(RxWiki News) For years, it was thought that long-term use of insulin caused heart disease in diabetes patients. Now, it looks like that belief may no longer hold weight.
Long-term insulin use may not increase the risk of heart attacks, stroke, or cancer in people with diabetes or pre-diabetes.
"Ask your doctor about the risks of your diabetes treatment."
Doctors and researchers have been concerned for some time that long-term use of insulin may lead to heart disease, explains Hertzel Gerstein, MD, of McMaster University and principal investigator of the current study.
Dr. Gerstein and his fellow researchers set out to put this concern to the test in their ORIGIN study (Outcome Reduction with an Initial Glargine Intervention study).
They recruited more than 12,500 people with type 2 diabetes or pre-diabetes, a condition in which blood sugar levels are higher than normal but not high enough to be diagnosed as diabetes. The participants were separated into two groups: one that received one daily injection of insulin for six years and one that received no insulin.
The risk of heart disease and other heart-related events was the same for both groups. There also was no difference in cancer risk between the two groups.
These findings suggest long-term daily use of insulin is not harmful.
"People have been debating the question of whether there are adverse consequences to long-term insulin use for years," says Dr. Gerstein.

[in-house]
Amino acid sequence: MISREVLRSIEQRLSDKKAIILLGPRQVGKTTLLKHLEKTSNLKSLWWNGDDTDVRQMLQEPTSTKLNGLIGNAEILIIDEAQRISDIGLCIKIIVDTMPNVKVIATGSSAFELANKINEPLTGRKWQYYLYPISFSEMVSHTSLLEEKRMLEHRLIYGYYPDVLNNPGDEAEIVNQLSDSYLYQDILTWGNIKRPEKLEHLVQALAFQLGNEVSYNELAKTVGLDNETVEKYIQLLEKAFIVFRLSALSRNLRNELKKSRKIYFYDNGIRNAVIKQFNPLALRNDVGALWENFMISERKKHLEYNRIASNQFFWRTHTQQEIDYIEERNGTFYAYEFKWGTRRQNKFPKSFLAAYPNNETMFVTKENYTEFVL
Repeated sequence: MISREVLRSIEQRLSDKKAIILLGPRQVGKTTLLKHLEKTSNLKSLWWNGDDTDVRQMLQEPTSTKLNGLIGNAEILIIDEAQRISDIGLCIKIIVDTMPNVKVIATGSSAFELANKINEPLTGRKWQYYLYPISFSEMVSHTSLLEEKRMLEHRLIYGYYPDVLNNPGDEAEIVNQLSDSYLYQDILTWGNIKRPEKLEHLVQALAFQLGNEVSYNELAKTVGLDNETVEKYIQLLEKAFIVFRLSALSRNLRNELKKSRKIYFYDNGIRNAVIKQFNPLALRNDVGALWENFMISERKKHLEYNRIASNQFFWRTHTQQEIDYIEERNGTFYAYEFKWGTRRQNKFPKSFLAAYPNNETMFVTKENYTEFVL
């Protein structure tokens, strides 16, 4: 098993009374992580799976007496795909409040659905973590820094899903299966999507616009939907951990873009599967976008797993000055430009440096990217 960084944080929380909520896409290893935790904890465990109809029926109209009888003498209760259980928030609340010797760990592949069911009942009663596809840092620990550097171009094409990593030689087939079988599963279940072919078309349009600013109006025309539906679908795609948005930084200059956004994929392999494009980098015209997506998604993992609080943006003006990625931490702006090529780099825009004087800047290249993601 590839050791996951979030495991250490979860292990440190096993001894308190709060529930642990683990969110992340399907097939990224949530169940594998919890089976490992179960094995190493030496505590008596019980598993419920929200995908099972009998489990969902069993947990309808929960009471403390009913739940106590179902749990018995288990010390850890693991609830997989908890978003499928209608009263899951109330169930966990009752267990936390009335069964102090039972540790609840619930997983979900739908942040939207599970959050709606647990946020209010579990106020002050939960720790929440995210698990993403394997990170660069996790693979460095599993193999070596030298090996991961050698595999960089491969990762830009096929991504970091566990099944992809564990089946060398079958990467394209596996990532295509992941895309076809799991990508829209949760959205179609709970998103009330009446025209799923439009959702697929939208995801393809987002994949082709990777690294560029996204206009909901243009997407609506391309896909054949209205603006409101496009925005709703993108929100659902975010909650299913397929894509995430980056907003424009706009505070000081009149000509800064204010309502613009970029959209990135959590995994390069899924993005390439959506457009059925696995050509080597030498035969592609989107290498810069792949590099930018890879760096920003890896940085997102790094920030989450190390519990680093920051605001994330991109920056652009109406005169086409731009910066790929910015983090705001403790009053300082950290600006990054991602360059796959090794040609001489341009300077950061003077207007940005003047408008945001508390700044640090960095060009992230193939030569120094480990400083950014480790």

"This study provides the clearest answer yet to that question: No, there are not," he says.
During their study, the researchers observed hypoglycemia (low blood sugar) and weight gain - two common side effects of insulin use. However, these side effects were minor and not harmful.
"We now know what the risks are of taking insulin on a long-term basis, and they are low," says Dr. Gerstein.
Results from the study also show that pre-diabetes patients who received daily insulin injections had a 28 percent lower risk of type 2 diabetes, even after they stopped taking insulin.
Furthermore, taking a daily dose of one-gram omega-3 fatty acid supplements did not prevent heart-related deaths in people with type 2 diabetes or pre-diabetes.
According to Jackie Bosch, of McMaster University's School of Rehabilitation Science and project manager of the study, "There was neither benefit nor harm in the participants who were studied.
"However, the effect of these supplements in other groups, and the effect of a diet rich in omega-3 fatty acids, was not studied," says Bosch.
This research was funded by Sanofi Inc., a drug manufacturer.
It is published in two papers in the New England Journal of Medicine.